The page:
Evaluating the antifracture efficacy of bisphosphonates.
Pazianas M., Epstein S., Zaidi M.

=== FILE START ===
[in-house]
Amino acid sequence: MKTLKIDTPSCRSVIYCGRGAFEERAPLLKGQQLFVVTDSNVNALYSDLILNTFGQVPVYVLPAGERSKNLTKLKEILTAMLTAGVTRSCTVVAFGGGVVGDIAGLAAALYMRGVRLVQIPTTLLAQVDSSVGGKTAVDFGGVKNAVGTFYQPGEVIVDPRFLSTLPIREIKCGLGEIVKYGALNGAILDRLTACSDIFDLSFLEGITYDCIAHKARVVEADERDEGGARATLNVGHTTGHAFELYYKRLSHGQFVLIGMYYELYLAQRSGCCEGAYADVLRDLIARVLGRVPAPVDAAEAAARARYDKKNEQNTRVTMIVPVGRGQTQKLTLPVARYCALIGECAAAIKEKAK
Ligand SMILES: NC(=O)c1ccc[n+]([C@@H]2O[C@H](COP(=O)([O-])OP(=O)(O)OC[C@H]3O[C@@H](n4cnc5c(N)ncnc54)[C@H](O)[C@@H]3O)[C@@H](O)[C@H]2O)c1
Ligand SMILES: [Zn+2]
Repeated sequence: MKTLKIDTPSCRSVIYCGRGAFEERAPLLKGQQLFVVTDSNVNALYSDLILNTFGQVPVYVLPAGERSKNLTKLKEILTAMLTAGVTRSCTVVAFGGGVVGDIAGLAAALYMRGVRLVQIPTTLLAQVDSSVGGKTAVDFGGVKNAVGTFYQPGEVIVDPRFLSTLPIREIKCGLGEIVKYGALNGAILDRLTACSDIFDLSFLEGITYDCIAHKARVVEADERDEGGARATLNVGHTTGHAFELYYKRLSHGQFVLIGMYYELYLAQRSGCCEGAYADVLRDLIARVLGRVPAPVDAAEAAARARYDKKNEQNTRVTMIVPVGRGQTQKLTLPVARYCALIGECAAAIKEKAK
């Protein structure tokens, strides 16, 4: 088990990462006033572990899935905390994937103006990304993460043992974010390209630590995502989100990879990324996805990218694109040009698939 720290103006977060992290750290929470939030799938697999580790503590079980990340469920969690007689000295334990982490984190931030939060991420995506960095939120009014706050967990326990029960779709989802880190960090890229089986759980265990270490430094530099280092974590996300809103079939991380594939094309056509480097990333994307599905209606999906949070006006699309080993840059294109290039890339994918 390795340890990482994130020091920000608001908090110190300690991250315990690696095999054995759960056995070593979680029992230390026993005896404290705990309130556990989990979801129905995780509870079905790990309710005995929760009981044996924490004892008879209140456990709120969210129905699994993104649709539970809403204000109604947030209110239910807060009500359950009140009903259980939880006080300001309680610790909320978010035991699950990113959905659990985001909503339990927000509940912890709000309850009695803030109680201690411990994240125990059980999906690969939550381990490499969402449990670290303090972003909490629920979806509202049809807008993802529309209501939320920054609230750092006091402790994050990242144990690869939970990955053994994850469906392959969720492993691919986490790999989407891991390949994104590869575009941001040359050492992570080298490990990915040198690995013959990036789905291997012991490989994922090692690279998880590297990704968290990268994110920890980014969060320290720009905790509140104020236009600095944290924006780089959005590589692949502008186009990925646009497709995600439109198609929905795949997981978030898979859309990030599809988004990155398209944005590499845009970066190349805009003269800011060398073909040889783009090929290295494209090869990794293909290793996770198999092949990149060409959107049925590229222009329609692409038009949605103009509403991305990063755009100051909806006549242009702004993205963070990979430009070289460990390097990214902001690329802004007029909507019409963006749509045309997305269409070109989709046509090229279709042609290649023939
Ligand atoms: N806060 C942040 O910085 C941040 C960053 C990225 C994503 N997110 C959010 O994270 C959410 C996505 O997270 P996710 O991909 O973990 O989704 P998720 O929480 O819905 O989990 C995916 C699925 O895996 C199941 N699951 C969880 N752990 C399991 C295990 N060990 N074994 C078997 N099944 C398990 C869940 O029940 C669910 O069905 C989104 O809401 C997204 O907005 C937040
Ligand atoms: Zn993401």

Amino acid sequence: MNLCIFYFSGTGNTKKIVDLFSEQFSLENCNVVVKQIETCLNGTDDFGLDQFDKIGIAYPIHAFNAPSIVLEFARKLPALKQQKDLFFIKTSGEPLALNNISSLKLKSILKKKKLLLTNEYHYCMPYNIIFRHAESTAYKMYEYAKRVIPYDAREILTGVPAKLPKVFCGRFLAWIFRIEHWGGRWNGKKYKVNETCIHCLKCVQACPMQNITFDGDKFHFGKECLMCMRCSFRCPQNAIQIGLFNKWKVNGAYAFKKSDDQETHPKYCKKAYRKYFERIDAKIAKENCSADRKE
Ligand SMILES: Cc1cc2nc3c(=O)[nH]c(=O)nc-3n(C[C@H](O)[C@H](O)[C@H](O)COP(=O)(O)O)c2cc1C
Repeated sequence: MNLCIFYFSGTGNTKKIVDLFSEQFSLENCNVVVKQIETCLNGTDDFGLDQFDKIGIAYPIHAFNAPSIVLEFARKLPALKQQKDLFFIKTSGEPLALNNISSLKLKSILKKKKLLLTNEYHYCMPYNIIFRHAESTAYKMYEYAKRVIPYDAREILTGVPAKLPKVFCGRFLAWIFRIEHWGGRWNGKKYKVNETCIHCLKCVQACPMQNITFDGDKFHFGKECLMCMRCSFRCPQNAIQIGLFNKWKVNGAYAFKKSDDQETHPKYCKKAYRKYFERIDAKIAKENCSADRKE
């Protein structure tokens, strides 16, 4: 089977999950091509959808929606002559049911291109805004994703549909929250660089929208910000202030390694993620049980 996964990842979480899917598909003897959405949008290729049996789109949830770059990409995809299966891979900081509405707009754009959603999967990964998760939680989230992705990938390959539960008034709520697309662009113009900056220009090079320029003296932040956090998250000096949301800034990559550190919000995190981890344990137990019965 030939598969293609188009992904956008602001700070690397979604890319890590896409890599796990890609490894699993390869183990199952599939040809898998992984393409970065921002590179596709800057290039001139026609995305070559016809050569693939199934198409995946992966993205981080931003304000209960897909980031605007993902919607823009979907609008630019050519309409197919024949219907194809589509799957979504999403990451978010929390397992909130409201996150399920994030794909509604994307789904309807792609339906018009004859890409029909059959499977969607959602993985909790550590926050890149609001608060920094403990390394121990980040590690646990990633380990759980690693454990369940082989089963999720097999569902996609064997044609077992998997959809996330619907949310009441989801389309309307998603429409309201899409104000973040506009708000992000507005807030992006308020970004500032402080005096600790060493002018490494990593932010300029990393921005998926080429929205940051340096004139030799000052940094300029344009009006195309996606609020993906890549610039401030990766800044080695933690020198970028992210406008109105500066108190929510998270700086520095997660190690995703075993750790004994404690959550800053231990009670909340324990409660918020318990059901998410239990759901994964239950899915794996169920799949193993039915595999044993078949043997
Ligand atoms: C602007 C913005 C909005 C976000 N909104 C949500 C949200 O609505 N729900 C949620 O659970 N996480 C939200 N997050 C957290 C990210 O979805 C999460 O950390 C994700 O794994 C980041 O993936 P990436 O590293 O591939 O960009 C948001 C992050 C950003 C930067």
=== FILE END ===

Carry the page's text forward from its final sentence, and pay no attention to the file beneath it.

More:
Oral bisphosphonate dosing schedules have evolved from the original daily regimens to weekly (alendronate and risedronate) and monthly (risedronate and ibandronate) regimens. Intravenous (i.v.) bisphosphonates are administered less frequently-quarterly ibandronate injection and yearly zoledronic acid i.v. infusion. Comparative fracture efficacy among BP options is increasingly a focus of debate. The approved daily oral BPs and annual zoledronic acid infusion demonstrated vertebral fracture prevention in clinical trials; however, nonvertebral fracture prevention results varied. Nondaily regimens of licensed agents (except for zoledronic acid) were approved via "bridging trials", which compared changes in bone mineral density and bone turnover markers with the approved daily regimen and generally collected fractures as adverse events. Head-to-head antifracture efficacy trials directly comparing available BPs are unlikely because the required sample sizes, durations and costs would be prohibitively large. Observational studies and the concept of annual cumulative exposure, used recently to evaluate the efficacy of nondaily ibandronate regimens, provide alternative methods to compare BP efficacy. At this time, the available trial and meta-analysis evidence supports effective reduction of vertebral fractures and NVFs with all approved BP regimens. This article presents a comprehensive review of the key efficacy data for currently available BPs, including their nondaily regimens, to assist clinicians in assessing treatment options for NVF prevention.